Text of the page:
Many industry experts often compare Tesla and Apple in many ways. At the same time, two illustrious CEOs Elon Musk and Steve Jobs were also brought to the table.
In fact, neither Apple nor Tesla invented smartphones and electric cars. But each company has the right strategy and vision in its own style. Therefore, these two corporations have become the leading dinosaurs in the industry.
For years, Wall Street pundits like Gene Munster have called Tesla the Apple of the auto industry. Many analysts are even asking, will Tesla be worth more than Apple in 2030?
Recently, however, comparisons have been dropped. Tesla CEO Elon Musk’s acquisition of Twitter and the public outrage caused many of the electric car company’s investors to panic as the stock plunged 65% in 2022.
What investors care about right now is whether Tesla can remain competitive in a market where many new electric car companies are emerging and growing as fast as today?
It can be said that when Steve Jobs led Apple, he chose a sustainable, stable and consistent development strategy (although many things are not perfect). In contrast, Elon Musk has an erratic leadership style, always publicizing “everything” on Twitter, surprising the public.
This shows that two tech legends have completely different leadership styles. This is the only differentiator but also the most risky for Tesla’s auto business. This brand has already shown many signs that it is not as “enduring” as the iPhone.
Tesla is not the next Apple
Both Apple and Tesla have a first-mover advantage, which is one reason many analysts like to compare the two corporations. But Tesla certainly isn’t the Apple of the auto world.
When Tesla released the Roadster, its first electric car, in 2008, it was one of the pioneers on the market. However it had to go through many years of struggle and had some serious financial difficulties.
After that, Tesla emerged with the two best-selling electric cars, Tesla Model Y and Tesla Model 3, taking a large market share in North America. But development is increasingly retarded.
By 2020, Tesla holds 80% market share in the US electric car market. By 2021, Tesla has 71% left. And by 2022, that percentage will drop to just 64%.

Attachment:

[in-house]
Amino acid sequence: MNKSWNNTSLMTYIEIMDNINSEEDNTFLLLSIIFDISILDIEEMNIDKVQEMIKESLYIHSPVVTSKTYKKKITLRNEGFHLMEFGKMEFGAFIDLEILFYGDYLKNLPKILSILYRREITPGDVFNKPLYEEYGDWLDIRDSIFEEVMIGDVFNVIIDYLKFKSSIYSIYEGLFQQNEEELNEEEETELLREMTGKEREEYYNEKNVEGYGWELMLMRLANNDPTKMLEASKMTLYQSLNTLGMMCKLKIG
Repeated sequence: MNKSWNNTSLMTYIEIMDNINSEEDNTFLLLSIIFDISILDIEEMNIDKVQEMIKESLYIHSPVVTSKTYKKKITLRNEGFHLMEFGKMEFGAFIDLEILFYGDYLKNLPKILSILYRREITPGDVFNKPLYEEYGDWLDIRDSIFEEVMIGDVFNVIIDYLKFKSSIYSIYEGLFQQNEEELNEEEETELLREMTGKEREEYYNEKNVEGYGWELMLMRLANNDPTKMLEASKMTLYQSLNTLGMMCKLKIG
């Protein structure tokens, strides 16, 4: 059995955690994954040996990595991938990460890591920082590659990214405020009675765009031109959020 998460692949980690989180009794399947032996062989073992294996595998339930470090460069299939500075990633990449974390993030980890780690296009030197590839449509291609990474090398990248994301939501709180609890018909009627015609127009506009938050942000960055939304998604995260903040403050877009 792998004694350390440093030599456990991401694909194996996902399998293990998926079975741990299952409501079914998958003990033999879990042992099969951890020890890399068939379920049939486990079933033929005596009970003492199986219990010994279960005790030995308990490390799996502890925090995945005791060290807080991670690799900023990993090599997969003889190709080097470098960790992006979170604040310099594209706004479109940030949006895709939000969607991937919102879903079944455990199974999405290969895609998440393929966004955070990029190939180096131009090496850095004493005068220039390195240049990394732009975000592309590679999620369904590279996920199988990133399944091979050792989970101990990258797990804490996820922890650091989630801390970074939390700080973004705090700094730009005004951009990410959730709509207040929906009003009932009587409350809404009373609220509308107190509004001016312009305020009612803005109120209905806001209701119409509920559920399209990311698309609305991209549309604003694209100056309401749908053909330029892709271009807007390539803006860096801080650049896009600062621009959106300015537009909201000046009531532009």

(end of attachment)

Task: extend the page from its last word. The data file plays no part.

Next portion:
The US market has witnessed the non-stop blooming of many competitors to Tesla. Leading automotive data provider S&P Global Mobility predicts that Tesla’s market share is likely to drop to 20% by 2025.
As for Apple, this brand is not the first to make a smartphone, nor does it pioneer to put a fingerprint sensor on a phone, much less a smartphone brand for facial recognition. But since its launch, Apple has always led the market share in the US even as cheaper competitors begin to flood the market. As for Tesla, this is an unanswered question.
Firstly, the market share of the auto industry other than electric vehicles is fragmented. Toyota, the world’s largest automaker, will also have a 10.5% market share in 2021. The figure is too different from the 55% market share that Apple holds in the US.
Second, through the New York Times, economist Paul Krugman said a car and an iPhone are not comparable. One competitive advantage the iPhone has is the network effect. “People use Apple products because many other people are using them,” he said.
Economist Noah Smith also makes another argument for Apple’s network effect. “This brand created the iOS app and spread the popularity of this operating system. Customers buy iPhone also because the ecosystem is big, dynamic and famous,” he said.
However, Smith noted, Tesla is also trying to create a network of Tesla-specific Supercharger car charging stations in many countries around the world with fast charging capabilities.
But while Tesla also has unique apps and program updates similar to Apple’s, it’s been difficult to attract consumers the way the iPhone used to beat Android.
Elon Musk is not Steve Jobs
In fact, Elon was compared to Steve Jobs because the media needed a new tech genius CEO after the former Apple CEO passed away. And Elon Musk seems to be the brightest name.
However, that was all before Musk angered the public with a series of moves on Twitter as well as a “confusing” way of operating. He is erratic, does not focus on individual companies and especially rarely distributes power.
In the past, billionaire Steve Jobs has made many decisions to protect the iPhone – its core product and generates most of its revenue. But Elon Musk is not like that. At a time when Musk should have done the same, he created an unending debate on Twitter. To date, many analysts agree that Musk’s “obsession” with Twitter is “hurting” Tesla.
So far, Tesla has not met many of its production goals, even having to lower the price of the car. Dinosaur electric car village is witnessing many competitors launching a series of new models with soft prices and better feedback.
It can be said that the Tesla electric car is not like the iPhone, but more like a BlackBerry: it explodes quickly, but it can be “quit”.